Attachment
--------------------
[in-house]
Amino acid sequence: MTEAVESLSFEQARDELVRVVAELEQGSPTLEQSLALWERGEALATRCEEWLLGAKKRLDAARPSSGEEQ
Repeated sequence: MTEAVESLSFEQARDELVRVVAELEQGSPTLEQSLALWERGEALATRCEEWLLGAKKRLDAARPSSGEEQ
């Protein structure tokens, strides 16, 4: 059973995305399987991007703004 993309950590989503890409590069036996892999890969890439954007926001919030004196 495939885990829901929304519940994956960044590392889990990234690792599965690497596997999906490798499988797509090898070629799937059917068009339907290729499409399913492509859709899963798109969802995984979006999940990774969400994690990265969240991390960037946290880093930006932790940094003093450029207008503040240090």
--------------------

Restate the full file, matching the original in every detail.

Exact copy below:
[in-house]
Amino acid sequence: MTEAVESLSFEQARDELVRVVAELEQGSPTLEQSLALWERGEALATRCEEWLLGAKKRLDAARPSSGEEQ
Repeated sequence: MTEAVESLSFEQARDELVRVVAELEQGSPTLEQSLALWERGEALATRCEEWLLGAKKRLDAARPSSGEEQ
């Protein structure tokens, strides 16, 4: 059973995305399987991007703004 993309950590989503890409590069036996892999890969890439954007926001919030004196 495939885990829901929304519940994956960044590392889990990234690792599965690497596997999906490798499988797509090898070629799937059917068009339907290729499409399913492509859709899963798109969802995984979006999940990774969400994690990265969240991390960037946290880093930006932790940094003093450029207008503040240090």